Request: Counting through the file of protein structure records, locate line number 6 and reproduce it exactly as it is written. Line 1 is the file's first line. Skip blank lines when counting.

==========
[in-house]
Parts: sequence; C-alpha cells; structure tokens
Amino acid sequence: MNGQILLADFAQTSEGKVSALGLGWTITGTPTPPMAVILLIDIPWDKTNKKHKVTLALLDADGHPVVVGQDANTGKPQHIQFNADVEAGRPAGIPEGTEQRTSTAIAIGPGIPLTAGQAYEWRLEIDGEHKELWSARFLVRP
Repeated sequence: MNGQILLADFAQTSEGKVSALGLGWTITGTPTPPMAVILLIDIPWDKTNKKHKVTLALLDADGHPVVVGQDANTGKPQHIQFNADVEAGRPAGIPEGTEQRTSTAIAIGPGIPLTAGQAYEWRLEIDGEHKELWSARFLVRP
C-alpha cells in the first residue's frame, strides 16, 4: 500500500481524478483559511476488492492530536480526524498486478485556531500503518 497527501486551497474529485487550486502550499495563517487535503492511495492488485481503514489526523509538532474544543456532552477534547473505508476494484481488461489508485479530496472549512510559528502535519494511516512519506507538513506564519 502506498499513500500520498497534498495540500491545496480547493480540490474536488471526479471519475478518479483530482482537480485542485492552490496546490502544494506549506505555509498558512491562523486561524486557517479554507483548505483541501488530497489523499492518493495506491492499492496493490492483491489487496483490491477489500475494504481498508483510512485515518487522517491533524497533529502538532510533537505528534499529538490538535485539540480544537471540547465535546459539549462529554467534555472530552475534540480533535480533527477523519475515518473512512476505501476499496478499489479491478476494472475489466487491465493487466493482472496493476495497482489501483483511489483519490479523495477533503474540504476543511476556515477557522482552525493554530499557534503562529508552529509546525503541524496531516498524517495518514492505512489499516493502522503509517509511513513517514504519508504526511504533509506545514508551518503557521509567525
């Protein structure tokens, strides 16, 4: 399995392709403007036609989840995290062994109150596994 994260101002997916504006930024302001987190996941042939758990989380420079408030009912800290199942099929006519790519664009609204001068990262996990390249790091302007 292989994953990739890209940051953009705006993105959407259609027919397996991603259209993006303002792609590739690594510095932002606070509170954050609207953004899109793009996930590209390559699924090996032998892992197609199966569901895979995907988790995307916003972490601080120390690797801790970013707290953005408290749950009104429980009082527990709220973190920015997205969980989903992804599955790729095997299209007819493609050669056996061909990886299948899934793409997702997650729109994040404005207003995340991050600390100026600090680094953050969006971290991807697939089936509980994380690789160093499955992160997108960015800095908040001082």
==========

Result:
């Protein structure tokens, strides 16, 4: 399995392709403007036609989840995290062994109150596994 994260101002997916504006930024302001987190996941042939758990989380420079408030009912800290199942099929006519790519664009609204001068990262996990390249790091302007 292989994953990739890209940051953009705006993105959407259609027919397996991603259209993006303002792609590739690594510095932002606070509170954050609207953004899109793009996930590209390559699924090996032998892992197609199966569901895979995907988790995307916003972490601080120390690797801790970013707290953005408290749950009104429980009082527990709220973190920015997205969980989903992804599955790729095997299209007819493609050669056996061909990886299948899934793409997702997650729109994040404005207003995340991050600390100026600090680094953050969006971290991807697939089936509980994380690789160093499955992160997108960015800095908040001082």